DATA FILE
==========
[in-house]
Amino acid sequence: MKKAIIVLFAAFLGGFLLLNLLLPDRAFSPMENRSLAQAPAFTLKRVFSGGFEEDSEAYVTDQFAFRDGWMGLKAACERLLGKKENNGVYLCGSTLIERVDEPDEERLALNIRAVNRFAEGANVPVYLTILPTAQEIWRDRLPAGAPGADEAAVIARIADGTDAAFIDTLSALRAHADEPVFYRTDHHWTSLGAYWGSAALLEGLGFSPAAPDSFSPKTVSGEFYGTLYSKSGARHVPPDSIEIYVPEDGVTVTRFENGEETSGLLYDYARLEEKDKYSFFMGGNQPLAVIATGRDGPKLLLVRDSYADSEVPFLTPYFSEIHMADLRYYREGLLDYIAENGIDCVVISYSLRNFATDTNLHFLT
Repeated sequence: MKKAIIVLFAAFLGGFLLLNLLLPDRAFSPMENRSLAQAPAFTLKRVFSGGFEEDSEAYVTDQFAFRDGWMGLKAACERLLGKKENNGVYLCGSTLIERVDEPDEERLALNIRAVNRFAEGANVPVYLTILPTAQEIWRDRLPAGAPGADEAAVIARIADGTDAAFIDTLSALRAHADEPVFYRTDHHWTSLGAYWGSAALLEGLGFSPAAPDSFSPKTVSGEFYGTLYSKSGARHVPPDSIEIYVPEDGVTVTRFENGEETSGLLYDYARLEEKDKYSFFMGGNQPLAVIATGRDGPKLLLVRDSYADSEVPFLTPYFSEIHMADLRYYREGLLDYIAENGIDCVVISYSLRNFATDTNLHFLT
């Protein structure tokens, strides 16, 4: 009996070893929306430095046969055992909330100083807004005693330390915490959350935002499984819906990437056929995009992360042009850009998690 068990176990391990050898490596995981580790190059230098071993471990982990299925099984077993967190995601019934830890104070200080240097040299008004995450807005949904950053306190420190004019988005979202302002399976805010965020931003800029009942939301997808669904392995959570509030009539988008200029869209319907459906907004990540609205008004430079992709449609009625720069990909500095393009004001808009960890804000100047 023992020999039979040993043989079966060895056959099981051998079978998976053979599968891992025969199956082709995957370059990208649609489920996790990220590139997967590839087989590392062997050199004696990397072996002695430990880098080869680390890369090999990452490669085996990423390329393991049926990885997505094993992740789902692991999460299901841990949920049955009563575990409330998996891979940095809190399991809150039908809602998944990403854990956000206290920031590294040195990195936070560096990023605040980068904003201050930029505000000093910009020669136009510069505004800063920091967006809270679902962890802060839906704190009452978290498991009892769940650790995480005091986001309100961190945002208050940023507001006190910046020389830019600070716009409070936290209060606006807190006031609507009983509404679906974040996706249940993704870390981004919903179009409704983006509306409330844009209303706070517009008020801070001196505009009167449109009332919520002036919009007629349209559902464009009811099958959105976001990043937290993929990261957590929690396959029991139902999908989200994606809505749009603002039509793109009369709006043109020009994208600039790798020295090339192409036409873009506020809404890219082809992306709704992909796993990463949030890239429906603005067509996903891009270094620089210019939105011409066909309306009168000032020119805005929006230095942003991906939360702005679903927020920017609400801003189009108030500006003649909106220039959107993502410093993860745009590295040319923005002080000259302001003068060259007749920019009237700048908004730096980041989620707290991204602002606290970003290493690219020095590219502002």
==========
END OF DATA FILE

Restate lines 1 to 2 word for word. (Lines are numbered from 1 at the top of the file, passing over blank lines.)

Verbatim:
[in-house]
Amino acid sequence: MKKAIIVLFAAFLGGFLLLNLLLPDRAFSPMENRSLAQAPAFTLKRVFSGGFEEDSEAYVTDQFAFRDGWMGLKAACERLLGKKENNGVYLCGSTLIERVDEPDEERLALNIRAVNRFAEGANVPVYLTILPTAQEIWRDRLPAGAPGADEAAVIARIADGTDAAFIDTLSALRAHADEPVFYRTDHHWTSLGAYWGSAALLEGLGFSPAAPDSFSPKTVSGEFYGTLYSKSGARHVPPDSIEIYVPEDGVTVTRFENGEETSGLLYDYARLEEKDKYSFFMGGNQPLAVIATGRDGPKLLLVRDSYADSEVPFLTPYFSEIHMADLRYYREGLLDYIAENGIDCVVISYSLRNFATDTNLHFLT